Roy Halladay isn’t generally known for his interesting interviews. However, his winter getaway fishing on the Amazon provided him with a couple of fun anecdotes today.
According to legend, Halladay, who went to Brazil with Chris Carpenter and B.J. Ryan, wrestled an anaconda in the river. That wasn’t exactly the case, though.
“I was not wrestling snakes,” he said. “I was nowhere near snakes. We were just driving back. We had been fishing all day and we were on the boat driving back. We happened to see a guy sitting on the shoreline without clothes. We couldn’t talk to him. The guides had to talk to him – they were speaking Portuguese. He had been attacked by a snake and escaped. But it had ripped the engine off his boat and left all his stuff out in the river. So we picked up his stuff, picked him up, and drove him back to his tribe I guess you would call it.”
And the reward for his good deed? Well, it seems he passed.
“They have native trees down there,” Halladay said. “The bark’s a little potent when you smoke it, and I think he was partaking of that. It was interesting.”
The Astros’ bullpen did yeoman’s work in place of the injured Dallas Keuchel on Monday against the Tigers. Keuchel is temporarily sidelined with a pinched nerve in his neck.
Brad Peacock made the spot start, limiting the Tigers to one hit and two walks with eight strikeouts over 4 1/3 innings. Chris Devenski took over with one out in the fifth, finishing out that inning as well as the sixth and seventh, facing the minimum. Will Harris pitched a perfect eighth and Ken Giles closed out the 1-0 victory in the ninth. Devenski, Harris, and Giles each had two strikeouts.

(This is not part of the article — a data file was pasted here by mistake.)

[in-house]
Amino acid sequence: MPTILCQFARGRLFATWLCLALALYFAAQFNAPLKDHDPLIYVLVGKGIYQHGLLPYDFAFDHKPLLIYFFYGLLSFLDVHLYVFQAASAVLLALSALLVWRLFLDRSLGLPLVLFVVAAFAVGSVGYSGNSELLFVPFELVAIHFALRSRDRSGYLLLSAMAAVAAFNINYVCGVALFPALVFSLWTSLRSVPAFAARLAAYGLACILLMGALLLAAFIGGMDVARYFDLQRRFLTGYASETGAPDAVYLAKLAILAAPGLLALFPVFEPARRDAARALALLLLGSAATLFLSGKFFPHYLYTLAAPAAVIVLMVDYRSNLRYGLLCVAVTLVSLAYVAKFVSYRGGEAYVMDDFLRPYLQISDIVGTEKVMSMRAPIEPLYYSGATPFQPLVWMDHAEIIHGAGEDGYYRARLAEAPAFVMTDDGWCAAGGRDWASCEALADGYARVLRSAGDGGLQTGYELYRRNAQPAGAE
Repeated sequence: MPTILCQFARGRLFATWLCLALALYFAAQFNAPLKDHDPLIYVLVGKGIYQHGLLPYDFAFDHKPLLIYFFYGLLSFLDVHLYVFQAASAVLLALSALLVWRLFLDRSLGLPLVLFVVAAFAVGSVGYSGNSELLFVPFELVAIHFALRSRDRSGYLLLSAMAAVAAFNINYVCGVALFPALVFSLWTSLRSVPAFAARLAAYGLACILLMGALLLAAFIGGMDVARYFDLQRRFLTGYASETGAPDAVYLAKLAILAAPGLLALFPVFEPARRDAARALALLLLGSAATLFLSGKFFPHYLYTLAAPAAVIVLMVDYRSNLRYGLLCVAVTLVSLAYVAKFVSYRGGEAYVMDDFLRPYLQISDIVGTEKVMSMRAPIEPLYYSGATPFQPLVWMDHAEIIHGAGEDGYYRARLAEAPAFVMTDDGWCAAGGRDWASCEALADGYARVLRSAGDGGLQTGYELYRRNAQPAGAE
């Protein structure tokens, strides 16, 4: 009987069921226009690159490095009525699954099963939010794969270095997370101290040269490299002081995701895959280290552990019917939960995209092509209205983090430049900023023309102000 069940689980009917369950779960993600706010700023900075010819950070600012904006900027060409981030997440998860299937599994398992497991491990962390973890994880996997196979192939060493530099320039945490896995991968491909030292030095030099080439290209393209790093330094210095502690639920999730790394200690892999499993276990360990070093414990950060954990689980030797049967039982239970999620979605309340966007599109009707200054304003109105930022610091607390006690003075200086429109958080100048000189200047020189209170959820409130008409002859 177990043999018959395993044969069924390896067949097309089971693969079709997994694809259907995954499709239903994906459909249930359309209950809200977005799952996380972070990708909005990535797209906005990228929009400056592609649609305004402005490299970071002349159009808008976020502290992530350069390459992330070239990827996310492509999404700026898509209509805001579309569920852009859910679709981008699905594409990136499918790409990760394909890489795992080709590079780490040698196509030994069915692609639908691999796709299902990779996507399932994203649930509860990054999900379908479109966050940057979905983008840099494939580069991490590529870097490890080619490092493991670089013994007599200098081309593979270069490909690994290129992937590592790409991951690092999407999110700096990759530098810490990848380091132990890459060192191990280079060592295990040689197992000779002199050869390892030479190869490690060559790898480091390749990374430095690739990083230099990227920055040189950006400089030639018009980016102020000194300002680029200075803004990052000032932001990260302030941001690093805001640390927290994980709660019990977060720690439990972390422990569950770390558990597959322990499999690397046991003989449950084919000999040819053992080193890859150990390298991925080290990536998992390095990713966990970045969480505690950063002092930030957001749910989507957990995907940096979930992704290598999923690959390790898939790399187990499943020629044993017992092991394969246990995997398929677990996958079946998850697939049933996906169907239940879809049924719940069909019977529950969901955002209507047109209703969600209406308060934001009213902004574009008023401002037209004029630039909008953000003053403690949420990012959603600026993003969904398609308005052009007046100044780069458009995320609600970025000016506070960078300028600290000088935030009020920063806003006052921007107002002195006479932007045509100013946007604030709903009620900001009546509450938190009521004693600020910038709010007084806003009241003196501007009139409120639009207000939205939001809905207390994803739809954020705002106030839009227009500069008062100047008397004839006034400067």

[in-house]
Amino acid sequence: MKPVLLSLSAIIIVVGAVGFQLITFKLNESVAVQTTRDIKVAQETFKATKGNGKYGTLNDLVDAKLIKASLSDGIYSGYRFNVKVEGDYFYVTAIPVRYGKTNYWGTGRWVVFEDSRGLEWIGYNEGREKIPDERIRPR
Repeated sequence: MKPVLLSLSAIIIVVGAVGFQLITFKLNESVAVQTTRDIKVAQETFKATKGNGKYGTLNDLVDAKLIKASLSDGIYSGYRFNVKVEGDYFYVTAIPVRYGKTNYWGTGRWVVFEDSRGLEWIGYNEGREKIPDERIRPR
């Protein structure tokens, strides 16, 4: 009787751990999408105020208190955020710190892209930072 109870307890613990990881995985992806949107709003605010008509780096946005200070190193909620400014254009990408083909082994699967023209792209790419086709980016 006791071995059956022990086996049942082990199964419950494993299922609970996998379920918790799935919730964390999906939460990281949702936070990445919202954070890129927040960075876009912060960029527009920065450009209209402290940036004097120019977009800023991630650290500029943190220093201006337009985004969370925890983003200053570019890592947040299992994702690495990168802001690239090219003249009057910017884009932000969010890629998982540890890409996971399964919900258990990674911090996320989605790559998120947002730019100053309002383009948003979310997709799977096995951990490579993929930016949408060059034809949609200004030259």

The Astros scored their only run in the bottom of the first inning as George Springer drew a leadoff walk, then scored on Jose Altuve‘s one-out double. Tigers starter Brad Fulmer pitched well enough to win on most days, giving up the lone run in seven frames.
After Monday’s win, the Astros became the first team to reach 30 wins, sitting on a 30-15 record. With a +55 run differential, even their expected record matches up with their actual record.
Braves second baseman Brandon Phillips became the 337th player in baseball history to hit 200 career home runs, driving a solo home run to left-center field during Monday night’s home game against the Pirates. Phillips is the 14th second baseman (who played a min. of 75 percent of his career games at the position) to rack up at least 200 career home runs.
Phillips, 35, entered Monday’s action batting .290/.345/.405 with two home runs and 12 RBI in 142 plate appearances. If he’s anything, he’s consistent, as he finished with an adjusted OPS between 90-99 (100 is average) every year between 2012-16 and it was sitting at 97 coming into Monday.